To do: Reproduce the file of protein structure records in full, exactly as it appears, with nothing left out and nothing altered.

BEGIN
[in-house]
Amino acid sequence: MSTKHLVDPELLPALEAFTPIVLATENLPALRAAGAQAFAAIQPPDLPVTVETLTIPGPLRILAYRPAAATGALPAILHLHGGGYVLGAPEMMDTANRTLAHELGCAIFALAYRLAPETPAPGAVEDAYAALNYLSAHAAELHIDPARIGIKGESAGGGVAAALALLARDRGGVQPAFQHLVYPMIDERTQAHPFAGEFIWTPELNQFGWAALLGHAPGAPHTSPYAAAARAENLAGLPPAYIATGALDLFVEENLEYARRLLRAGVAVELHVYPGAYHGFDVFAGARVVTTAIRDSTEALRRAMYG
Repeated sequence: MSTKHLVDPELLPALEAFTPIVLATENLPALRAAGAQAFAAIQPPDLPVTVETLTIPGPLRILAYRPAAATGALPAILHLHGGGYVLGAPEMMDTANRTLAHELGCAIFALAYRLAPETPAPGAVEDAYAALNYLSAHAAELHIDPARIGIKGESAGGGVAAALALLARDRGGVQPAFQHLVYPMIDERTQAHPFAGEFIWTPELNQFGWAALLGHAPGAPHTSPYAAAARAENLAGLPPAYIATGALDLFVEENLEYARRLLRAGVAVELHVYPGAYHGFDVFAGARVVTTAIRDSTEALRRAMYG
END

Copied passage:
[in-house]
Amino acid sequence: MSTKHLVDPELLPALEAFTPIVLATENLPALRAAGAQAFAAIQPPDLPVTVETLTIPGPLRILAYRPAAATGALPAILHLHGGGYVLGAPEMMDTANRTLAHELGCAIFALAYRLAPETPAPGAVEDAYAALNYLSAHAAELHIDPARIGIKGESAGGGVAAALALLARDRGGVQPAFQHLVYPMIDERTQAHPFAGEFIWTPELNQFGWAALLGHAPGAPHTSPYAAAARAENLAGLPPAYIATGALDLFVEENLEYARRLLRAGVAVELHVYPGAYHGFDVFAGARVVTTAIRDSTEALRRAMYG
Repeated sequence: MSTKHLVDPELLPALEAFTPIVLATENLPALRAAGAQAFAAIQPPDLPVTVETLTIPGPLRILAYRPAAATGALPAILHLHGGGYVLGAPEMMDTANRTLAHELGCAIFALAYRLAPETPAPGAVEDAYAALNYLSAHAAELHIDPARIGIKGESAGGGVAAALALLARDRGGVQPAFQHLVYPMIDERTQAHPFAGEFIWTPELNQFGWAALLGHAPGAPHTSPYAAAARAENLAGLPPAYIATGALDLFVEENLEYARRLLRAGVAVELHVYPGAYHGFDVFAGARVVTTAIRDSTEALRRAMYG